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Small businesses to bear brunt of e-commerce war

FILE - US online retailer Amazon looks set to open its doors to South Africa within the next year, adding to small business e-commerce woes amid an already competitive market.

FILE - US online retailer Amazon looks set to open its doors to South Africa within the next year, adding to small business e-commerce woes amid an already competitive market.

Published Jul 6, 2022

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Johannesburg - US online retailer Amazon look set to open its doors to South Africa within the next year, adding to small business e-commerce woes amid an already competitive market.

With the likes of local e-commerce giant Takealot, other large platforms like Loot and Everyshop, scores of other large chain digital platforms and niche online stores - small businesses already face stiff competition.

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However, experts believe their growth lies in differentiation, personalisation and understanding of their consumers.

Internet entrepreneur and head of local web hosting company 1-grid.com, Thomas Vollrath, said that SMEs could differentiate themselves and continue to profit by focusing on home-grown products and unique stories.

“Use your website, social media and delivery notes to tell the story of your business. This is the best way to really connect with consumers and make them feel good about buying from you,” Vollrath said.

Recently leaked documents reported by several local media houses pointed to Amazon.com launching in South Africa in 2023, threatening even the country’s biggest online stores, especially smaller businesses trying to break the market.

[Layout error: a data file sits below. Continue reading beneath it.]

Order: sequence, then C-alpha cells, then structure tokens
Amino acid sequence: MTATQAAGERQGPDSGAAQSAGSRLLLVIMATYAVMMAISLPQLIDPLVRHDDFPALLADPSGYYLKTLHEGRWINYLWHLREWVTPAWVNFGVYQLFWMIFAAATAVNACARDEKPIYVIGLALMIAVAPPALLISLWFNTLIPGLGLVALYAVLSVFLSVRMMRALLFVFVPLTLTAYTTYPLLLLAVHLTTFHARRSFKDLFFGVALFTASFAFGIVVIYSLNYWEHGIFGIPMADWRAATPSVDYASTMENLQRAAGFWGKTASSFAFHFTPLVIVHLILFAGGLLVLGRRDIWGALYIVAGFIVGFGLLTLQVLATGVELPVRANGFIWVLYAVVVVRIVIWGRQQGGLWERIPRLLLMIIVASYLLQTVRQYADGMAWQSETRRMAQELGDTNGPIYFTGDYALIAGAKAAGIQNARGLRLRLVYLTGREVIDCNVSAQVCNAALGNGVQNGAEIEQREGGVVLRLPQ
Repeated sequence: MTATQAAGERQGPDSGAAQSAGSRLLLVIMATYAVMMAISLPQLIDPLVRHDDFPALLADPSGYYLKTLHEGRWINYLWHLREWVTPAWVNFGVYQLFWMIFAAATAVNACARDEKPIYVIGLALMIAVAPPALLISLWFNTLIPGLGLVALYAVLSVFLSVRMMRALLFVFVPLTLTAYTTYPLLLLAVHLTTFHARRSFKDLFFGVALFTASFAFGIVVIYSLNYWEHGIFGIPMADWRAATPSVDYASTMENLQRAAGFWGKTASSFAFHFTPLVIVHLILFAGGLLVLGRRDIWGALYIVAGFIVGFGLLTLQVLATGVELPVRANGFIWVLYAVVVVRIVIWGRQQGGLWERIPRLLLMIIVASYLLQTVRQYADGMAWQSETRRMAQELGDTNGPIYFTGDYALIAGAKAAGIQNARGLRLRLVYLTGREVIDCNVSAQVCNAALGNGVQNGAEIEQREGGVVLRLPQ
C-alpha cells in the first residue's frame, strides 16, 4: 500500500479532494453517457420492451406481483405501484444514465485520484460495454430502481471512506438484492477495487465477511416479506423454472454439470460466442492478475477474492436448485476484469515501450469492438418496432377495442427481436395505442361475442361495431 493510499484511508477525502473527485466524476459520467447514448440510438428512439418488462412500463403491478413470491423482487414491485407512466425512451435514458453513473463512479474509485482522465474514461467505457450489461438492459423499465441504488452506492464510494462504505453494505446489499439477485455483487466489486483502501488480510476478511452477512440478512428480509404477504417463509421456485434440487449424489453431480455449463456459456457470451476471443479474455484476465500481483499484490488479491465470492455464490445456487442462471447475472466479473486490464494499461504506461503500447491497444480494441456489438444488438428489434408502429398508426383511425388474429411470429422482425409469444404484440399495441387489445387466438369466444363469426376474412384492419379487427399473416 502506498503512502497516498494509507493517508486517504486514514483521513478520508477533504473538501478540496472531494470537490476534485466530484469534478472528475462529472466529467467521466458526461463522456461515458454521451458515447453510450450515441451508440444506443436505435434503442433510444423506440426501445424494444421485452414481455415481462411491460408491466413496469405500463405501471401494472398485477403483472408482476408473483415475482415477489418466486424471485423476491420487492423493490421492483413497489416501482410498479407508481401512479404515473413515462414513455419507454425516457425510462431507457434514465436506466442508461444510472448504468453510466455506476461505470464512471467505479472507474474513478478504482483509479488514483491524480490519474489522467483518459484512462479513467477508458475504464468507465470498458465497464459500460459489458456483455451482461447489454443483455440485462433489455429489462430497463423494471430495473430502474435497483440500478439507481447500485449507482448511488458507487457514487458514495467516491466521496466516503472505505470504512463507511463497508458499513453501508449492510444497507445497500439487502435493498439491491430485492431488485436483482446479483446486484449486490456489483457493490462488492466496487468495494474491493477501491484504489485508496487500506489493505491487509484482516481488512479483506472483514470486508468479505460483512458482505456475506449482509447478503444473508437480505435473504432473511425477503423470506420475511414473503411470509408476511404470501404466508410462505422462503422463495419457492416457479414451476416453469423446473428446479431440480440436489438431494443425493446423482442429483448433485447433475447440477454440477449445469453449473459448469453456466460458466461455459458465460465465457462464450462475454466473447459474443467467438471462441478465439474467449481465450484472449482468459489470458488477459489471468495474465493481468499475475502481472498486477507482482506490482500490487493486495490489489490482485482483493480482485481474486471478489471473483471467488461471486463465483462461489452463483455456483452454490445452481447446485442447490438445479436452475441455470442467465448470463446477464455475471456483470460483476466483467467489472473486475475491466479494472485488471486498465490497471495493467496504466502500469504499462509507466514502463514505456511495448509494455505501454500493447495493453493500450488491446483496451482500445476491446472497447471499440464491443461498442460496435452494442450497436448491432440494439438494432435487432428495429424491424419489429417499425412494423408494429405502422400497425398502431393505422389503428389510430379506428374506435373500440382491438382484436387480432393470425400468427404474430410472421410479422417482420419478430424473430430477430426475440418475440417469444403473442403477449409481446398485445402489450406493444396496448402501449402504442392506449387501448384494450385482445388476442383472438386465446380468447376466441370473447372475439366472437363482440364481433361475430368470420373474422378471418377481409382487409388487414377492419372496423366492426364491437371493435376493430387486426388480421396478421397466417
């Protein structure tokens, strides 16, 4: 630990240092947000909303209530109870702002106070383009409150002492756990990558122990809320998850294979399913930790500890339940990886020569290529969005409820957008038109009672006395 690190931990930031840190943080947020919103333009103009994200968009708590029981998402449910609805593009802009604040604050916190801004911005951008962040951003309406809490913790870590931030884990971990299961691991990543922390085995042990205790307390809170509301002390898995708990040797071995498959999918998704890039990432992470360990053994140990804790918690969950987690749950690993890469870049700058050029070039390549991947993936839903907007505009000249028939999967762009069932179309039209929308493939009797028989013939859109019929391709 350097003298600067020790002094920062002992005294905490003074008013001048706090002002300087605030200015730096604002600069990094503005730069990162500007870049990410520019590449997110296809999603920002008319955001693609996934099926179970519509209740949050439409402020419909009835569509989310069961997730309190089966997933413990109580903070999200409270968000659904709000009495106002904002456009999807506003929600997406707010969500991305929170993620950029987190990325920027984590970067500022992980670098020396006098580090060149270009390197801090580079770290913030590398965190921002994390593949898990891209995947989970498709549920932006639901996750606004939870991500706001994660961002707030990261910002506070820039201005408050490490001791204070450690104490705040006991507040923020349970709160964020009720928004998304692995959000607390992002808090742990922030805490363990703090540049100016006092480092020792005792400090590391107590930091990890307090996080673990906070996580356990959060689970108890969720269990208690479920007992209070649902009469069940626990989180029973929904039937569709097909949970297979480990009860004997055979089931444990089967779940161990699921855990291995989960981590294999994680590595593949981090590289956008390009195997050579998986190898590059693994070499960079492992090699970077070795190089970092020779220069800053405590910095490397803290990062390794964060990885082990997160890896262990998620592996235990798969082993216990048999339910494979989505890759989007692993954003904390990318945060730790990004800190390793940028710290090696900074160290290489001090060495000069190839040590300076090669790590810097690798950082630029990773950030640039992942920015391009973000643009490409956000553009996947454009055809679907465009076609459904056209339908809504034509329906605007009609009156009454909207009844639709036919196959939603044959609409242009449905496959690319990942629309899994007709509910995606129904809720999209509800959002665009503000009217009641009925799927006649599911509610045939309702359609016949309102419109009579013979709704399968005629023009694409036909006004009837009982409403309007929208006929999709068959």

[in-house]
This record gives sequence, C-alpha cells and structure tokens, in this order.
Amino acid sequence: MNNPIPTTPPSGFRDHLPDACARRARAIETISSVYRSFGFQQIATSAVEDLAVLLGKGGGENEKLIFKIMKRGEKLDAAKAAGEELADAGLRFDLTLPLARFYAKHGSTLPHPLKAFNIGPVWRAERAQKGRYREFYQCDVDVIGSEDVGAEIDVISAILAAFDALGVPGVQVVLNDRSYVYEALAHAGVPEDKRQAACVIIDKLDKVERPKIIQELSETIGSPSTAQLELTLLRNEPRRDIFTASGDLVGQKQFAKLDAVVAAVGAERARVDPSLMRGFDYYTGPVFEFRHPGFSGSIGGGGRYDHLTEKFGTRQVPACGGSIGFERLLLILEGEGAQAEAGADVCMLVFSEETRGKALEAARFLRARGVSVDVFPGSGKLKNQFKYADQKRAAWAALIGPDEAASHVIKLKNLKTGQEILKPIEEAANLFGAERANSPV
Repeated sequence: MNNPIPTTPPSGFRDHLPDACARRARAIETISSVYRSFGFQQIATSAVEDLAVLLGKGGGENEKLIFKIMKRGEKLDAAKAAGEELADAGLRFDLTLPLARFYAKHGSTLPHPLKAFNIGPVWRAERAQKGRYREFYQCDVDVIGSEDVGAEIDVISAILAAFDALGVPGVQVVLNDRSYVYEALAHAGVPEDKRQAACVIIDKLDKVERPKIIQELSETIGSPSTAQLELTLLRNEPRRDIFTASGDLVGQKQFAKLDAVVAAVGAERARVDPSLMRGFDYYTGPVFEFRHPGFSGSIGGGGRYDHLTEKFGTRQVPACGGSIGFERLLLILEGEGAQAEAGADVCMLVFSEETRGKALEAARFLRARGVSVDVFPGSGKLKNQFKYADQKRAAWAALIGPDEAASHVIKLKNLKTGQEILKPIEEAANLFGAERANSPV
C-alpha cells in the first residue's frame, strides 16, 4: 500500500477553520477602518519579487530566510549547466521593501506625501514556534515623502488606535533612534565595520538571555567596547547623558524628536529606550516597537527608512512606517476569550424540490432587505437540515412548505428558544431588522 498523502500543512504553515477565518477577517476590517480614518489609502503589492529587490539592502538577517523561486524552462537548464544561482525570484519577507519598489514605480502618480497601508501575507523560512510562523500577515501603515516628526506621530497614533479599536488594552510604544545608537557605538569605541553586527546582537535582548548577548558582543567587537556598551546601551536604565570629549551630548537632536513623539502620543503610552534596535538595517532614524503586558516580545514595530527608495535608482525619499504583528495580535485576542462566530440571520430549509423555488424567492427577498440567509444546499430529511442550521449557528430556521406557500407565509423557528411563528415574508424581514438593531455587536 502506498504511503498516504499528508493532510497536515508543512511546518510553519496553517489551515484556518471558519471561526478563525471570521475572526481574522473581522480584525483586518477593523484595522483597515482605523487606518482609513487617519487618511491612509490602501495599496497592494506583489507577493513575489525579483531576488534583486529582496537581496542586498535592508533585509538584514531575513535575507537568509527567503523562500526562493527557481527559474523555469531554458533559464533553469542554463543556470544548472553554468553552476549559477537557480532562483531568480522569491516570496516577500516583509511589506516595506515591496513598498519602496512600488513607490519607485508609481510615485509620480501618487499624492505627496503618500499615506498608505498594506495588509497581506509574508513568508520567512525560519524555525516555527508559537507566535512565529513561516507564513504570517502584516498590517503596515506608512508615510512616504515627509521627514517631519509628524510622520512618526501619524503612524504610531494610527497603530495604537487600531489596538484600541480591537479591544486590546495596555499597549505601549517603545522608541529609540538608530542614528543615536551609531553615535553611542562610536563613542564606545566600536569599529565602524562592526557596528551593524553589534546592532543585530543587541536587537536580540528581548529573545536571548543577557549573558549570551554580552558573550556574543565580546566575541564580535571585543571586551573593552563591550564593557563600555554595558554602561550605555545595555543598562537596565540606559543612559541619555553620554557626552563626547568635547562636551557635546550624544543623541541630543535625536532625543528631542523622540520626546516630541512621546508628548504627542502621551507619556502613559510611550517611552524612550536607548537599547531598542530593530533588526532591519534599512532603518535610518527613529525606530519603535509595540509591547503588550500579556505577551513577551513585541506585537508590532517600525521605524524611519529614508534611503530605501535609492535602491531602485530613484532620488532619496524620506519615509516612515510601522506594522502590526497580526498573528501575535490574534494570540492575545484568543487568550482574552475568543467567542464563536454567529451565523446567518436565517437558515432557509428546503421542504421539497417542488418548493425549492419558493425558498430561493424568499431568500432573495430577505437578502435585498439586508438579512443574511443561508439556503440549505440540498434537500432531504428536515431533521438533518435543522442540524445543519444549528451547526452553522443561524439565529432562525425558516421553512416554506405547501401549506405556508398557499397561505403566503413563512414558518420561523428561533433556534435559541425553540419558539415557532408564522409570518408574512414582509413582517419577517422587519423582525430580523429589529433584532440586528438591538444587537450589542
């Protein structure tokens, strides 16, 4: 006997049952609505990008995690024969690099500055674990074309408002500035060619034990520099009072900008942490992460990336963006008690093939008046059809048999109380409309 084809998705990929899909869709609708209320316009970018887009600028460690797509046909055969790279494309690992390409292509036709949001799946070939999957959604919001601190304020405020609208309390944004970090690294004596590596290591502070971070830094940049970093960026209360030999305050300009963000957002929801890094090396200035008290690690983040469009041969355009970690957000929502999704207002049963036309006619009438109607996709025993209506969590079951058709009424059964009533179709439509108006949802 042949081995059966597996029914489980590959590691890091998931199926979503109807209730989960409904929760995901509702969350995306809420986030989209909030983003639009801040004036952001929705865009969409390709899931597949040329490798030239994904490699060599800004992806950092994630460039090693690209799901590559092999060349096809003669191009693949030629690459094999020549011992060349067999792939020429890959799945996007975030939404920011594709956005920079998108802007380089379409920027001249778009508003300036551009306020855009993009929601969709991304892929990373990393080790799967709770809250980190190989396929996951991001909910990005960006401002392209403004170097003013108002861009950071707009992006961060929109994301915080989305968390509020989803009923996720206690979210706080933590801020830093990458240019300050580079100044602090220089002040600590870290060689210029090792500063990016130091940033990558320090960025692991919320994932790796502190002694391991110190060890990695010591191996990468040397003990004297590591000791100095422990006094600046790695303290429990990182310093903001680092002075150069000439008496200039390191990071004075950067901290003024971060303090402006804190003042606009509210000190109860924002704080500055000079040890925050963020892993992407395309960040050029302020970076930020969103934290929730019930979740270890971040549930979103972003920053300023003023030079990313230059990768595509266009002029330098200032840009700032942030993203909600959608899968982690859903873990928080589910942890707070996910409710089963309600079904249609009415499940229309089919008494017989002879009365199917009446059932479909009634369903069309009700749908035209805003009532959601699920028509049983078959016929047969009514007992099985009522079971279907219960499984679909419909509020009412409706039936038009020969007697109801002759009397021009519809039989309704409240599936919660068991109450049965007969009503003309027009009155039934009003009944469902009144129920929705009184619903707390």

Like Takealot, with millions of products globally listed across categories, Amazon may also open doors to other product purchases from other markets, given its international listing.

On the positive side, South Africans will generally have low prices and massive discounts, made possible by the sheer size of the company and its inventory.

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To counter this, Vollrath said local entrepreneurs need to focus on leveraging the country’s strong preference for home-grown products that are proudly South African.

“This strategy should extend to all your choices – from the payment platform you use for checkouts to the domain extension on your website. A .co.za domain, for example, tells customers that you are based in South Africa and that you, in turn, support local yourself. While these may seem like small elements, they have a cumulative effect on your brand story,” said Vollrath.

In addition, local sellers can also implement the ‘if you can’t beat them, join them’ strategy by integrating Amazon into their e-commerce strategy.

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When it launches locally, Amazon will be rolling out its sellers’ marketplace, allowing South African businesses to get their products onto the biggest sales search engine in the world.

“Depending on fees and registration processes, this might be a good approach for certain businesses. The key to success here is to highlight the quality and unique nature of your product compared to others on the Amazon platform. It’s also important to maintain a web presence so potential customers can learn more about your product, read up on FAQs, and even contact you directly,” said Vollrath.

While exact details around Amazon’s local launch remain vague, small business owners are encouraged to start planning strategies around the impact of the launch of large online retailers to ensure they succeed.

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